Table 3 also shows the results of the Cox model that examined the association between blood transfusion as a time-dependent covariate and 30-day death and 30-day composite death/MI. After adjustment for baseline characteristics, blood transfusion was associated with a hazard ratio for death of 3.54 (95% confidence interval, 2.96-4.23) for 30-day death. After adjustment for baseline characteristics, bleeding and transfusion propensity, and nadir hematocrit, blood transfusion was associated with a hazard ratio for death of 3.94 (95% confidence interval, 3.26-4.75).

Landmark Analysis. Figure 2 shows the results of the landmark analysis that adjusted for baseline characteristics, nadir hematocrit occurring prior to the end of each time period, bleeding events that occurred prior to the end of each time period, and invasive procedures (cardiac catheterization, percutaneous coronary intervention, and/or CABG) that occurred before the end of each time period. During the first 7 days after randomization, there was a trend association between blood transfusion and increased 30-day mortality. In the landmark analysis, there were no significant interactions between transfusion and age or transfusion and baseline or nadir hematocrit.

Figure 2. Results of the Landmark Analysis Examining the Association Between Blood Transfusion and 30-Day Mortality
Graphic Jump Location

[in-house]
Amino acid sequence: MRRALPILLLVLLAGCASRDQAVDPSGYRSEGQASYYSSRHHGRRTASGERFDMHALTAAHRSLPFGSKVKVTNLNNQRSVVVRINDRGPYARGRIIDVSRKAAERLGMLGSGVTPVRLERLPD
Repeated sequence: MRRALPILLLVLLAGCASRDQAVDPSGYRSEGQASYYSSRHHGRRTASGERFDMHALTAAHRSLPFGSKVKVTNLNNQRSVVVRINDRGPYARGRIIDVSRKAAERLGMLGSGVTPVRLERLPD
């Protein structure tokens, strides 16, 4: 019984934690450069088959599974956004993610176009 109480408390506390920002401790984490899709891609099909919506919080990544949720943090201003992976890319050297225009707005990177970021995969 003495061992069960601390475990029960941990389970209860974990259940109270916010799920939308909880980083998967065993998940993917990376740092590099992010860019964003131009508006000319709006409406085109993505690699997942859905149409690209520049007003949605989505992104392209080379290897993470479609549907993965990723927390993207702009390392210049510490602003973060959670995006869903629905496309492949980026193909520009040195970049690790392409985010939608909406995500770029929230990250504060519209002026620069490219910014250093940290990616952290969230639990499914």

Odds ratios were adjusted for baseline characteristics (site, age, race, weight in kilograms, diabetes mellitus, systolic and diastolic blood pressure, heart rate at baseline, time from symptom onset to hospitalization, prior stroke, prior myocardial infarction, sex, history of angina prior to qualifying episode, hypertension, hyperlipidemia, family history of coronary artery disease, history of congestive heart failure, peripheral vascular disease, prior percutaneous coronary intervention [PCI], prior coronary artery bypass graft surgery [CABG], Killip class, baseline hematocrit, maximum creatine kinase ratio at baseline, chronic renal insufficiency, ST-segment elevation or depression on initial electrocardiogram, β-blocker use at baseline, calcium channel blocker use at baseline, nitrate use at baseline, and current smoking), bleeding events occurring before the end of each time period, and procedures (PCI and CABG) occurring before the end of each time period.